After correctly predicting that Olympus would exit the camera industry, an industry pundit is now forecasting that Panasonic will follow its lead and sell its own imaging division in 2021 – and that Nikon will continue to shrink its camera business, ceding its traditional number two position to Sony.
That's according to photographer and YouTuber duo Tony and Chelsea Northrup, who state that while the Panasonic S5 is a great camera, it may not be enough to change the fortunes of a manufacturer that has sold less cameras than Olympus – and that we may not get to see a successor to the Panasonic S1 or Panasonic S1R systems.
Panasonic to sell?
"The overall company does a lot. They're an electronics manufacturer, consumer electronics, and cameras are such a small part of their business they don't even show up on their financial report. But their stock has been kind of devastated in the last couple of years – like, it peaked in 2018," said Tony.
"More concerning is, they have been aggressively cutting divisions that are not profitable since that peak, since their stock has been sliding… they sold fewer cameras than Olympus, fewer cameras than Nikon – two companies that we know are not profitable. So it's probably not great. And, according to the Nikkei, there's rumors that they're actively looking for an outside partner. Sounds familiar, right?"
Both Tony and Chelsea noted that Panasonic's pivot away from Micro Four Thirds cameras and towards full-frame was a positive move, but alienates the loyal fanbase established with cameras like the Panasonic GH5, who can't organically upgrade to the new cameras. It also leaves the manufacturer cultivating a lesser known full-frame system, with a leaner offering of lenses and a comparatively poorer autofocus system than competitors.
The pair speculates that Panasonic may announce a deal to sell its imaging division and bow out of the camera industry in 2021. They also believe that while the Panasonic GH6 will be released, it will be the manufacturer's last ever Micro Four Thirds camera.
They expect Panasonic to experience slow sales for its full frame cameras, as their contrast-detect AF systems make them less appealing than more capable full-frame equivalents from Canon, Nikon and Sony, and they consequently conclude that we may not see successors to the S1 and S1R.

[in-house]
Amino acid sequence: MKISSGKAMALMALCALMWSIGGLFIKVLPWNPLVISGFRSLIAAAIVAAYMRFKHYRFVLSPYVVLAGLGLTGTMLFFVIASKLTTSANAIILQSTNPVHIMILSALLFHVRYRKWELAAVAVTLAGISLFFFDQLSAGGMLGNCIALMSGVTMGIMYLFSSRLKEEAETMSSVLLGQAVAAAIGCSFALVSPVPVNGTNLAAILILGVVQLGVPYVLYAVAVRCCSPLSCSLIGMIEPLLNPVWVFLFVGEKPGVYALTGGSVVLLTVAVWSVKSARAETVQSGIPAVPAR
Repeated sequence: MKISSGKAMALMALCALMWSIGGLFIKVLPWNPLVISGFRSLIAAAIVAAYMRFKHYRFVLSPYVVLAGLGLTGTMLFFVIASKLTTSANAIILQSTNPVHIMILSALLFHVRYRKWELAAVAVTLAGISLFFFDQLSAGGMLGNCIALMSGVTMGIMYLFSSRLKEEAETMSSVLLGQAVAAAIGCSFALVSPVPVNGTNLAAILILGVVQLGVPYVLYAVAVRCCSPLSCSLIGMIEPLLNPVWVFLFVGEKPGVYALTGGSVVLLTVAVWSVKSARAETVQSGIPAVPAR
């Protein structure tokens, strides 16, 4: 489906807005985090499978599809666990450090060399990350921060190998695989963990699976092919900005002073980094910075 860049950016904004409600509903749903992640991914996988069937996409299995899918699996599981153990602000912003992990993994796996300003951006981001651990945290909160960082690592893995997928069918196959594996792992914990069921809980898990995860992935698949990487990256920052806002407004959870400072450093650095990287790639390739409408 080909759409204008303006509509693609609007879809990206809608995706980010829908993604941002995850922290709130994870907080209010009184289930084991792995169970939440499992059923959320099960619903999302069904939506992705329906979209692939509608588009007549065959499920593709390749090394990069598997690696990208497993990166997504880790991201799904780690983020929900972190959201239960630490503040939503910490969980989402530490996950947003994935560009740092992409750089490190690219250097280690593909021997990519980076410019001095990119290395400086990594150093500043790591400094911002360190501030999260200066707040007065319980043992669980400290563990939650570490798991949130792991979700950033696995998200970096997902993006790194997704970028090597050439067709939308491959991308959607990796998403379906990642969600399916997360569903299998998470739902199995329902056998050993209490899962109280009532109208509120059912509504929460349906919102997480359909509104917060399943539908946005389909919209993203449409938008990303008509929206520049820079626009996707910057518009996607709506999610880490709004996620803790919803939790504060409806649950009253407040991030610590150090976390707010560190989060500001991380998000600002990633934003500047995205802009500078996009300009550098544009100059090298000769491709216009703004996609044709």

Nikon to shrink?
"As a company, Nikon is not performing very well – they're at about $6 a share," says Chelsea, "and they also have a downward trend that's pretty severe. I think it's been pretty public that the health of the company has been struggling, there's been layoffs and cuts in research & development and things like that, so I am concerned about Nikon".
While Tony points out that Nikon is still number two in sales for DSLRs, but clarifies that these strong sales are because the company has been unable to graduate existing customers over to the mirrorless ecosystem, which is the primary goal.
Indeed, Nikon is only number five in mirrorless sales with just 7% of the market. To put that in context, the pair point out that Nikon sold less mirrorless cameras than Olympus, which obviously was so unprofitable that it exited the industry. And it also sold less cameras than Panasonic, which we've established may very well be on the same trajectory.
The takeaway is that Nikon is doing well in DSLR sales, and that this paves a natural path of progression for those customers to upgrade when they are ready. However, Nikon itself isn't really ready for that transition, as the company's infamous shipping problems mean that the full range of professional f/2.8 trinity zoom lenses still aren't available for the Nikon Z6 or Nikon Z7 – and Z mount cameras don't have articulating screens, even the new Nikon Z5, stunting their overall appeal.
The pair question whether the manufacturer would (or would be wise to) produce a Nikon D860, as it would maintain the strong DSLR sales but also maintain the lack of urgency with the mirrorless line. They predict that the imminent Nikon Z6 II and Nikon Z7 II will remedy the limitations of the original models, but note that company itself stated that it expects the Nikon market share to shrink.
"Even they say this in their financial reports – they expect their market share to shrink. Which is such a pessimistic statement for the company to make about themselves. And they're just cutting R&D left and right – that's how they're solving this 'we're losing money problem': not by putting more in and trying to catch up, but by just backing off and almost conceding it. And that just really concerns me."
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